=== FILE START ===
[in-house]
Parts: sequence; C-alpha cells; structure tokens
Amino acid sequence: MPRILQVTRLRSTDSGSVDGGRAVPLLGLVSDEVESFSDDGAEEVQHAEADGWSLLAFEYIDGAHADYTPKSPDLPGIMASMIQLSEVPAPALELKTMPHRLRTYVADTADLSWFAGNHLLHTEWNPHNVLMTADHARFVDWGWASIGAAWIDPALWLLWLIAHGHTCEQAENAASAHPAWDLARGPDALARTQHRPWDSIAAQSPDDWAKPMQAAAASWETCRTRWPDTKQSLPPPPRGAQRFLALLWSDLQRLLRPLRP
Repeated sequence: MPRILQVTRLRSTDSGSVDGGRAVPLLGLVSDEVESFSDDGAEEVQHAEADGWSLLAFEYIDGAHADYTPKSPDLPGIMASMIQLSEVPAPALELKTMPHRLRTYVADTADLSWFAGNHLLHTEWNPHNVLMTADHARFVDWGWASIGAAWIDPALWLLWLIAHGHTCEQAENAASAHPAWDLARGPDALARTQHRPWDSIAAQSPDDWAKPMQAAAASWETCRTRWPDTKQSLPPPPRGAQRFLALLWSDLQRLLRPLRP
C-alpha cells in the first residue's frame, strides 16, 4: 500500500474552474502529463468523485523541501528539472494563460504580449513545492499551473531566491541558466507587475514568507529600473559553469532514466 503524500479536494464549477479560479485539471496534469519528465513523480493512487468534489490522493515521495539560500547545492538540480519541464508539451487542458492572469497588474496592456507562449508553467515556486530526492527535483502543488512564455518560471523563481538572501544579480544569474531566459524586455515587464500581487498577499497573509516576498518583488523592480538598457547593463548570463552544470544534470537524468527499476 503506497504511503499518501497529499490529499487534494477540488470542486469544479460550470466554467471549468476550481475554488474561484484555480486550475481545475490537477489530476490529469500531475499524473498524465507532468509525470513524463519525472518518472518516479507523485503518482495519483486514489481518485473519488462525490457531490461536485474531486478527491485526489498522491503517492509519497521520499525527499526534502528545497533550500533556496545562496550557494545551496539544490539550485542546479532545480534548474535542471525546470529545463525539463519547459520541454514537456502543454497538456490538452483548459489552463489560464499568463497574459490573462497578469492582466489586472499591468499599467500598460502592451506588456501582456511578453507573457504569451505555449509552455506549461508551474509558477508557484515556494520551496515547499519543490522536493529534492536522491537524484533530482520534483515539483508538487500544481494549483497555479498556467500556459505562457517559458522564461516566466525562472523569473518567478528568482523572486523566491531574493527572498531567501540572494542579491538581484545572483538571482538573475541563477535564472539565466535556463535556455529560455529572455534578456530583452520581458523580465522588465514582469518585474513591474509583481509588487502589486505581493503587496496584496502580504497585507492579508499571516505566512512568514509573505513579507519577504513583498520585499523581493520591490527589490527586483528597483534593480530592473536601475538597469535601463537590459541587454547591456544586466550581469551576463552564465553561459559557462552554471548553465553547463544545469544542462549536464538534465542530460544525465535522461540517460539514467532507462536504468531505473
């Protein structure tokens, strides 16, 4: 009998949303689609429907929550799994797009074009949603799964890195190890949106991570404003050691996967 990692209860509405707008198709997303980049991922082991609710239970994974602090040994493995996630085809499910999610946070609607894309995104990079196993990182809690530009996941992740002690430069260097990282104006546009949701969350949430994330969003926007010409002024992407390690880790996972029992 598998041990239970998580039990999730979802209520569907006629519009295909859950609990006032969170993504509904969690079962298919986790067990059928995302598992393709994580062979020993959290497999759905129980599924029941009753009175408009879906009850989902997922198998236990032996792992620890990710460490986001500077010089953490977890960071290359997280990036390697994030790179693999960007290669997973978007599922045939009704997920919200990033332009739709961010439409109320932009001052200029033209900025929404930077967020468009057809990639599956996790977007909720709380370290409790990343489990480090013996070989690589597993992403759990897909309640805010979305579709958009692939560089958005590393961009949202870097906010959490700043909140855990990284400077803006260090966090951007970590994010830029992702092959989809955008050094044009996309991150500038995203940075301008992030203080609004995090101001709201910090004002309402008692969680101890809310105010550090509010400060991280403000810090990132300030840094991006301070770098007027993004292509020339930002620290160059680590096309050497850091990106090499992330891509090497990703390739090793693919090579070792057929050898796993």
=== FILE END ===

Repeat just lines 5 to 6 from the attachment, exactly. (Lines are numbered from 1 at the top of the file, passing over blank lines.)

C-alpha cells in the first residue's frame, strides 16, 4: 500500500474552474502529463468523485523541501528539472494563460504580449513545492499551473531566491541558466507587475514568507529600473559553469532514466 503524500479536494464549477479560479485539471496534469519528465513523480493512487468534489490522493515521495539560500547545492538540480519541464508539451487542458492572469497588474496592456507562449508553467515556486530526492527535483502543488512564455518560471523563481538572501544579480544569474531566459524586455515587464500581487498577499497573509516576498518583488523592480538598457547593463548570463552544470544534470537524468527499476 503506497504511503499518501497529499490529499487534494477540488470542486469544479460550470466554467471549468476550481475554488474561484484555480486550475481545475490537477489530476490529469500531475499524473498524465507532468509525470513524463519525472518518472518516479507523485503518482495519483486514489481518485473519488462525490457531490461536485474531486478527491485526489498522491503517492509519497521520499525527499526534502528545497533550500533556496545562496550557494545551496539544490539550485542546479532545480534548474535542471525546470529545463525539463519547459520541454514537456502543454497538456490538452483548459489552463489560464499568463497574459490573462497578469492582466489586472499591468499599467500598460502592451506588456501582456511578453507573457504569451505555449509552455506549461508551474509558477508557484515556494520551496515547499519543490522536493529534492536522491537524484533530482520534483515539483508538487500544481494549483497555479498556467500556459505562457517559458522564461516566466525562472523569473518567478528568482523572486523566491531574493527572498531567501540572494542579491538581484545572483538571482538573475541563477535564472539565466535556463535556455529560455529572455534578456530583452520581458523580465522588465514582469518585474513591474509583481509588487502589486505581493503587496496584496502580504497585507492579508499571516505566512512568514509573505513579507519577504513583498520585499523581493520591490527589490527586483528597483534593480530592473536601475538597469535601463537590459541587454547591456544586466550581469551576463552564465553561459559557462552554471548553465553547463544545469544542462549536464538534465542530460544525465535522461540517460539514467532507462536504468531505473
């Protein structure tokens, strides 16, 4: 009998949303689609429907929550799994797009074009949603799964890195190890949106991570404003050691996967 990692209860509405707008198709997303980049991922082991609710239970994974602090040994493995996630085809499910999610946070609607894309995104990079196993990182809690530009996941992740002690430069260097990282104006546009949701969350949430994330969003926007010409002024992407390690880790996972029992 598998041990239970998580039990999730979802209520569907006629519009295909859950609990006032969170993504509904969690079962298919986790067990059928995302598992393709994580062979020993959290497999759905129980599924029941009753009175408009879906009850989902997922198998236990032996792992620890990710460490986001500077010089953490977890960071290359997280990036390697994030790179693999960007290669997973978007599922045939009704997920919200990033332009739709961010439409109320932009001052200029033209900025929404930077967020468009057809990639599956996790977007909720709380370290409790990343489990480090013996070989690589597993992403759990897909309640805010979305579709958009692939560089958005590393961009949202870097906010959490700043909140855990990284400077803006260090966090951007970590994010830029992702092959989809955008050094044009996309991150500038995203940075301008992030203080609004995090101001709201910090004002309402008692969680101890809310105010550090509010400060991280403000810090990132300030840094991006301070770098007027993004292509020339930002620290160059680590096309050497850091990106090499992330891509090497990703390739090793693919090579070792057929050898796993």